Communication Disorders & Treatment

Published on by CMe


What are communication disorders?
There are several different types of communication disorders, including the following:

Expressive language disorder
Expressive language disorder identifies developmental delays and difficulties in the ability to produce speech.
Mixed receptive-expressive language disorder
Mixed receptive-expressive language disorder identifies developmental delays and difficulties in the ability to understand spoken language and produce speech.

What causes communication disorders?
Communication disorders may be developmental or acquired. The cause may be related to biological problems such as abnormalities of brain development, or possibly by exposure to toxins during pregnancy, such as abused substances or environmental toxins such as lead. A genetic factor is sometimes considered a contributing cause in some cases.

Who is affected by communication disorders?
For unknown reasons, boys are diagnosed with communication disorders more often than girls. Children with communication disorders frequently have other psychiatric disorders as well.

What are the symptoms of communication disorders?
The following are the most common symptoms of communication disorders. However, each child may experience symptoms differently.

Young children with communication disorders may not speak at all, or may have a limited vocabulary for their age. Some children with communication disorders have difficulty understanding simple directions or are unable to name objects. Most children with communication disorders are able to speak by the time they enter school, however, they continue to have problems with communication.

School-aged children often have problems understanding and formulating words. Teens may have more difficulty with understanding or expressing abstract ideas.

The symptoms of communication disorders may resemble other problems or medical conditions. Always consult your child's physician for a diagnosis.

Treatment of Communication Disorders
The speech treatment plan developed for your child will vary depending on the subtype of communication disorder that he or she has, as well as on other factors such as your child's intellectual ability, behavior, and personality.

There are essentially three main goals for communication disorder treatments: 1) to help children to develop and improve their communication abilities, 2) to help children develop coping strategies and alternative communication options enabling them to compensate for times when their communications abilities are insufficient, and 3) to help children get used to using and practicing their communication skills and coping strategies in real-world environments such as home, at school, and with friends.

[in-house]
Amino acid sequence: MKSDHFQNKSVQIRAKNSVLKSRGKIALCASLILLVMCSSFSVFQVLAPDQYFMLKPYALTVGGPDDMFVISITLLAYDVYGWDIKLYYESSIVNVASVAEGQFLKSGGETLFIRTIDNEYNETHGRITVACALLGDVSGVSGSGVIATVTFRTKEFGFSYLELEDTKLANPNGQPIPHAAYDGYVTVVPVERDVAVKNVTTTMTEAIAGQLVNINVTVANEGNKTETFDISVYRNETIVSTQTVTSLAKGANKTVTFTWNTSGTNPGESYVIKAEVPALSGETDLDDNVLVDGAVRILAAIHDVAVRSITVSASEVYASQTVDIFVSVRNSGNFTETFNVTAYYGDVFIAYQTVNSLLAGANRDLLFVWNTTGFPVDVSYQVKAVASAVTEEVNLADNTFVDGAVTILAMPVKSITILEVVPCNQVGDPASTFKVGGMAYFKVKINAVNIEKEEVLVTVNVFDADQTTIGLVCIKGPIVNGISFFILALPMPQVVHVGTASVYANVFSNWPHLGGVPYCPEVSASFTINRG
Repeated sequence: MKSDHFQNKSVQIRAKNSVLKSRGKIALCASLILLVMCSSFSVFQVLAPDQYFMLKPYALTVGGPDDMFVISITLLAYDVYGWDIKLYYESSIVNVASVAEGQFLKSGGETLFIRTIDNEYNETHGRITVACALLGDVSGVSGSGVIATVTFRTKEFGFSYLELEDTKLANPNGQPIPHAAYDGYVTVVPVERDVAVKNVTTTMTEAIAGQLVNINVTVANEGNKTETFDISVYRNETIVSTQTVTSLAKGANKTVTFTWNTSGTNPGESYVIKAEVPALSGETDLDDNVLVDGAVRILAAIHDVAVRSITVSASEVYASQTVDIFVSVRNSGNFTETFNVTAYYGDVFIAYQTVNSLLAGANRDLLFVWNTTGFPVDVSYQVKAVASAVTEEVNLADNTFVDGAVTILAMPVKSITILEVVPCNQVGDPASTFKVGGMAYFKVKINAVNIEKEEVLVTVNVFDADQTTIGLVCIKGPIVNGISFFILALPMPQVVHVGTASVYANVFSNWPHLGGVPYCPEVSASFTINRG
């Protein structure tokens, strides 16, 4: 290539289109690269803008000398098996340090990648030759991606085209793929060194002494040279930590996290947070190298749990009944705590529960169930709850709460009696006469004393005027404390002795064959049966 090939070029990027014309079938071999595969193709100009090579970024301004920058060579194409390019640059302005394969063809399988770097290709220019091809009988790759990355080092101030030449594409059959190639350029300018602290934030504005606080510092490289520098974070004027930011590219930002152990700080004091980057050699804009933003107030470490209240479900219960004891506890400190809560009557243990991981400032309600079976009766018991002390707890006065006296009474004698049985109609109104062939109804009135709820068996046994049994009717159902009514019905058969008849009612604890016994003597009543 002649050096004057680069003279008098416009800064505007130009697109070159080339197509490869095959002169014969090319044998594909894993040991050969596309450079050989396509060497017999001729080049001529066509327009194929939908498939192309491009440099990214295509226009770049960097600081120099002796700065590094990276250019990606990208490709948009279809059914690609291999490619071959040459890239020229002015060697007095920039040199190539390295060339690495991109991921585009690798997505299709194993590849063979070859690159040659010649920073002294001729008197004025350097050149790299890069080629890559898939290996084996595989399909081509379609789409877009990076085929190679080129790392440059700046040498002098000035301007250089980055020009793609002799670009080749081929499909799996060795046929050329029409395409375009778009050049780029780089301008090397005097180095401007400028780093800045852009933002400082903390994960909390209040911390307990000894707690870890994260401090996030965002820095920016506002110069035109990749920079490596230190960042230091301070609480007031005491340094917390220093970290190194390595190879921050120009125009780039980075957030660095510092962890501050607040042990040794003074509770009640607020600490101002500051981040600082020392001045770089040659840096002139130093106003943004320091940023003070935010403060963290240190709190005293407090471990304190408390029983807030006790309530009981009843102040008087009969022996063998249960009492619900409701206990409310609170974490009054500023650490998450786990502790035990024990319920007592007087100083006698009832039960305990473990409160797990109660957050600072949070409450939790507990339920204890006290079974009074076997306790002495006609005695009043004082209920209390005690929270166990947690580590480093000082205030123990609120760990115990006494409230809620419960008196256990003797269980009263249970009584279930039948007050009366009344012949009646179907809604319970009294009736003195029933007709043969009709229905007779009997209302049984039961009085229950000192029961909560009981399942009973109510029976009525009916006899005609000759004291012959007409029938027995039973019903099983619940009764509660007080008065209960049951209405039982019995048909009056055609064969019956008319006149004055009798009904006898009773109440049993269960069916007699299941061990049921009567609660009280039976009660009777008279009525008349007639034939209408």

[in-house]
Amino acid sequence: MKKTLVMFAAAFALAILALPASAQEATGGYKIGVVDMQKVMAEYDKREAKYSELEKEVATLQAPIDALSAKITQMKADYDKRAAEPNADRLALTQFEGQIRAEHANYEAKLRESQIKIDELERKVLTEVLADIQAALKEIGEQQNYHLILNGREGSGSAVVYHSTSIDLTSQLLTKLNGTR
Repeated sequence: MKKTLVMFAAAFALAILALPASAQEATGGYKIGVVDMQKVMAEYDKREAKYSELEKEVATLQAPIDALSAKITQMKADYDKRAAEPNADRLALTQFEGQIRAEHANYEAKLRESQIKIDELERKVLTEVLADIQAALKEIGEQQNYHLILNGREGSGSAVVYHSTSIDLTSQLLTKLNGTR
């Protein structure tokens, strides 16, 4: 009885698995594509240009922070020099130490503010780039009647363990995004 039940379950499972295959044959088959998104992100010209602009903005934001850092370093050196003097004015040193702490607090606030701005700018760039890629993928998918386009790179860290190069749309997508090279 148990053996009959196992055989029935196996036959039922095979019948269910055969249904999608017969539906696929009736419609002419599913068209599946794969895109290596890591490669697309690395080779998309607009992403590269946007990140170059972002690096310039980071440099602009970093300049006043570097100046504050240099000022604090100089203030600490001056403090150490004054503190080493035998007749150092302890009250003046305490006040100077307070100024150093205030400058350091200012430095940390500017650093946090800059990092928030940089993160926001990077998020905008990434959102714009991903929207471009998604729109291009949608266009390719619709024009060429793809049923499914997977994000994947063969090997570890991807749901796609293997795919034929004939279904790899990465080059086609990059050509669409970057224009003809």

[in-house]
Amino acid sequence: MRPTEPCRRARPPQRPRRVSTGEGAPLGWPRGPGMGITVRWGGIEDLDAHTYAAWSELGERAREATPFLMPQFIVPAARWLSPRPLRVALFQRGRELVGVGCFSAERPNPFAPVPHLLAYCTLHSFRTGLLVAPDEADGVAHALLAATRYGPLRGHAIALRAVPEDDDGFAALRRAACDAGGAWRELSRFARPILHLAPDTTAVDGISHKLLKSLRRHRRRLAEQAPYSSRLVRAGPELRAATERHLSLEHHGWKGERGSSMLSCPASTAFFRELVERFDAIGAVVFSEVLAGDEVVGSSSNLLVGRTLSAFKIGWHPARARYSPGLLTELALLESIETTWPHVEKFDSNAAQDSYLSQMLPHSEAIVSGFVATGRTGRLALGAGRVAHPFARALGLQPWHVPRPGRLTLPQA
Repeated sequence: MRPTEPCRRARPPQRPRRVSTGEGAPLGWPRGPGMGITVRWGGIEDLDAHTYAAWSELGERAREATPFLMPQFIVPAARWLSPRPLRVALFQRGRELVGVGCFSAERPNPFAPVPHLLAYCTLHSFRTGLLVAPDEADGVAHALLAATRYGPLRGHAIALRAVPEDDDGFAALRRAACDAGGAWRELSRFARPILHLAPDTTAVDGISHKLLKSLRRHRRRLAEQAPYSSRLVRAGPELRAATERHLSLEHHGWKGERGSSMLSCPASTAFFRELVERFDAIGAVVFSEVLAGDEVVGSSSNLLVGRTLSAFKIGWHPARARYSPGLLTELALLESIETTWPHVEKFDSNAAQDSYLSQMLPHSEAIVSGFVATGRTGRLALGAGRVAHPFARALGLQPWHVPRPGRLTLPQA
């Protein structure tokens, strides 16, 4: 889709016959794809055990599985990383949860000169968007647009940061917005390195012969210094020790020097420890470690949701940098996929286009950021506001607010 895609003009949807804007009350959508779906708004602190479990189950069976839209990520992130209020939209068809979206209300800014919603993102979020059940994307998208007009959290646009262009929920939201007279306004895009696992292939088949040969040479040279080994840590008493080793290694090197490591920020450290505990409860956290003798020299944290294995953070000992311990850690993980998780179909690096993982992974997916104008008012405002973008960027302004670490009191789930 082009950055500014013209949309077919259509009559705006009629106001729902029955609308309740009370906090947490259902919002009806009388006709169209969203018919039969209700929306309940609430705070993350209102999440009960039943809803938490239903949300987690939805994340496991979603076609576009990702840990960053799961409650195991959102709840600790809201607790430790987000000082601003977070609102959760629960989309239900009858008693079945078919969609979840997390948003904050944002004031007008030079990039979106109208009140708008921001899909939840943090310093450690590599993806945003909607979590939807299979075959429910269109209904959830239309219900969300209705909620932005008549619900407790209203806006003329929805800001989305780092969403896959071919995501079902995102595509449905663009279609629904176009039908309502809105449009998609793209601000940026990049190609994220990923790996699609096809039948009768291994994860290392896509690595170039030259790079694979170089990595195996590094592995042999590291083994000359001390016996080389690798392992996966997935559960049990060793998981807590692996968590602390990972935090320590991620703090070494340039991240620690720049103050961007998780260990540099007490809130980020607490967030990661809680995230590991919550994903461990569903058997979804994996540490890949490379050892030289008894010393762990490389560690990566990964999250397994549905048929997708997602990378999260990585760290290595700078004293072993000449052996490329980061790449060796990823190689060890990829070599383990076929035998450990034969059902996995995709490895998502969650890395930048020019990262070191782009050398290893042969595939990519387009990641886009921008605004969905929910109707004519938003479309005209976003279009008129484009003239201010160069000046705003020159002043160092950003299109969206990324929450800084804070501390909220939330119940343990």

Communications treatment may include one or more of the following types of interventions:

  • Speech Therapy to help children learn new vocabulary, organize their thoughts and beliefs, and correct grammatical or word errors
  • Behavior Therapy designed to increase children's use of desirable communication behaviors, decrease their unwanted problem behaviors and use of maladaptive coping strategies, and to promote their development of useful interpersonal skills. Changes occur via a program of systematic reward and reinforcement. For example, children may be encouraged to use mnemonic strategies (adaptive coping behavior) to help them remember facts relevant to their school performance. Remembering the word "HOMES" can trigger the names of the five great lakes: Huron, Ontario, Michigan, Erie, and Superior.
  • Some clinicians may also recommend the use of Stimulant Medications as a treatment for any impulsivity or hyperactivity symptoms that may be present. This is a variation on a common intervention typically used for treating ADHD, which you may read about more in our ADHD topic center.
  • Environmental Modification can also be an important part of treatment for communication disorders. For example, children with communication disorders can be given extra time during school-based discussions or oral test situations to more adequately formulate responses.

Success rates for communication disorder treatments based on methods like those just described are typically reported to be high, with around 70% of treated children benefiting. Follow-up treatment is sometimes necessary when relapses occur. The Parent’s Guide to Speech and Language Problems
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